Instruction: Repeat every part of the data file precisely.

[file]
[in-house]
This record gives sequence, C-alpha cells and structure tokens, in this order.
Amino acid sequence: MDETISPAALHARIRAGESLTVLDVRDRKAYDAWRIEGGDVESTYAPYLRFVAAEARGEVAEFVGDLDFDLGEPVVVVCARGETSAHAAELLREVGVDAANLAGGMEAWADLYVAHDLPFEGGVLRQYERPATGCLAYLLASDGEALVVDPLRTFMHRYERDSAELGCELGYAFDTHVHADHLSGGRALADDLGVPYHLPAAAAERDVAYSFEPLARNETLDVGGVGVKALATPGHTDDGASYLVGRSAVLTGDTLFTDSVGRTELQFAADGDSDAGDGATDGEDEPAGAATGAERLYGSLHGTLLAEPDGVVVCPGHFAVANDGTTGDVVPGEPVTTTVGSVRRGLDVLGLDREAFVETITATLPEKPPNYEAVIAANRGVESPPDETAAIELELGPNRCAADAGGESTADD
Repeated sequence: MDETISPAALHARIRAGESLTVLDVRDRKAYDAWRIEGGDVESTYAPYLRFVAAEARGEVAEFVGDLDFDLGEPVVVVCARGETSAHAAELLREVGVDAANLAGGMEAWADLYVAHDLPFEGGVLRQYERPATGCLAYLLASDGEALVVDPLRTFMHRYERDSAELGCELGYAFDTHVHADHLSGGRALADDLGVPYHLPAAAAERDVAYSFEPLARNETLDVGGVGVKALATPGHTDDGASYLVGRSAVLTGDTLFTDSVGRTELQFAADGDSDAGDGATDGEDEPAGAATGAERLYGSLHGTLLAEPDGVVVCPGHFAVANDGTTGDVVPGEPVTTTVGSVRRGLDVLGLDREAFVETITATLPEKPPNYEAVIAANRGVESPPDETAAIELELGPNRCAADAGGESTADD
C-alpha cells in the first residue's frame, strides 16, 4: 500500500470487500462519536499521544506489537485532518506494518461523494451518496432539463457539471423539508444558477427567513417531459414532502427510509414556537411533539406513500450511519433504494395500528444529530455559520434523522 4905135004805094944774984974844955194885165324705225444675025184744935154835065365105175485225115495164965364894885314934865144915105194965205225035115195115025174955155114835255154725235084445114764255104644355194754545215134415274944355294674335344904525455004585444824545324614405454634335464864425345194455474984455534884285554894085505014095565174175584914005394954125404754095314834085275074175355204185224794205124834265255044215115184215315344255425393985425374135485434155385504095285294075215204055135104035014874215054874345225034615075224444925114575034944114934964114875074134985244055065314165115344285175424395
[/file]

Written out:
[in-house]
This record gives sequence, C-alpha cells and structure tokens, in this order.
Amino acid sequence: MDETISPAALHARIRAGESLTVLDVRDRKAYDAWRIEGGDVESTYAPYLRFVAAEARGEVAEFVGDLDFDLGEPVVVVCARGETSAHAAELLREVGVDAANLAGGMEAWADLYVAHDLPFEGGVLRQYERPATGCLAYLLASDGEALVVDPLRTFMHRYERDSAELGCELGYAFDTHVHADHLSGGRALADDLGVPYHLPAAAAERDVAYSFEPLARNETLDVGGVGVKALATPGHTDDGASYLVGRSAVLTGDTLFTDSVGRTELQFAADGDSDAGDGATDGEDEPAGAATGAERLYGSLHGTLLAEPDGVVVCPGHFAVANDGTTGDVVPGEPVTTTVGSVRRGLDVLGLDREAFVETITATLPEKPPNYEAVIAANRGVESPPDETAAIELELGPNRCAADAGGESTADD
Repeated sequence: MDETISPAALHARIRAGESLTVLDVRDRKAYDAWRIEGGDVESTYAPYLRFVAAEARGEVAEFVGDLDFDLGEPVVVVCARGETSAHAAELLREVGVDAANLAGGMEAWADLYVAHDLPFEGGVLRQYERPATGCLAYLLASDGEALVVDPLRTFMHRYERDSAELGCELGYAFDTHVHADHLSGGRALADDLGVPYHLPAAAAERDVAYSFEPLARNETLDVGGVGVKALATPGHTDDGASYLVGRSAVLTGDTLFTDSVGRTELQFAADGDSDAGDGATDGEDEPAGAATGAERLYGSLHGTLLAEPDGVVVCPGHFAVANDGTTGDVVPGEPVTTTVGSVRRGLDVLGLDREAFVETITATLPEKPPNYEAVIAANRGVESPPDETAAIELELGPNRCAADAGGESTADD
C-alpha cells in the first residue's frame, strides 16, 4: 500500500470487500462519536499521544506489537485532518506494518461523494451518496432539463457539471423539508444558477427567513417531459414532502427510509414556537411533539406513500450511519433504494395500528444529530455559520434523522 4905135004805094944774984974844955194885165324705225444675025184744935154835065365105175485225115495164965364894885314934865144915105194965205225035115195115025174955155114835255154725235084445114764255104644355194754545215134415274944355294674335344904525455004585444824545324614405454634335464864425345194455474984455534884285554894085505014095565174175584914005394954125404754095314834085275074175355204185224794205124834265255044215115184215315344255425393985425374135485434155385504095285294075215204055135104035014874215054874345225034615075224444925114575034944114934964114875074134985244055065314165115344285175424395